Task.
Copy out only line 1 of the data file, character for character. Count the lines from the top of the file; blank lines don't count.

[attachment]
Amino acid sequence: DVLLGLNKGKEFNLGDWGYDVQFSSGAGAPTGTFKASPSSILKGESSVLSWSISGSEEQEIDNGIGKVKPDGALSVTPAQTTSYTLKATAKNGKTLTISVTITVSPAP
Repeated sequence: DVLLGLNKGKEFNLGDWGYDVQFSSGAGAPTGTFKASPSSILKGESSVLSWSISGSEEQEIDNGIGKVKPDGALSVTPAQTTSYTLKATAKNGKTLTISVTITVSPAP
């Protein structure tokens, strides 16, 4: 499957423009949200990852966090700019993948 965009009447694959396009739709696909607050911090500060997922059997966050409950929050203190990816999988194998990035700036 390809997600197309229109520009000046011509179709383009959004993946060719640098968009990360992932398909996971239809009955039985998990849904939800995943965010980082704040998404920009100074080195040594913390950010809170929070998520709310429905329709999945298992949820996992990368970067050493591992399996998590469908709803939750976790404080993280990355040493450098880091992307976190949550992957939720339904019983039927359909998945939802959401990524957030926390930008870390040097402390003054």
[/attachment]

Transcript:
Amino acid sequence: DVLLGLNKGKEFNLGDWGYDVQFSSGAGAPTGTFKASPSSILKGESSVLSWSISGSEEQEIDNGIGKVKPDGALSVTPAQTTSYTLKATAKNGKTLTISVTITVSPAP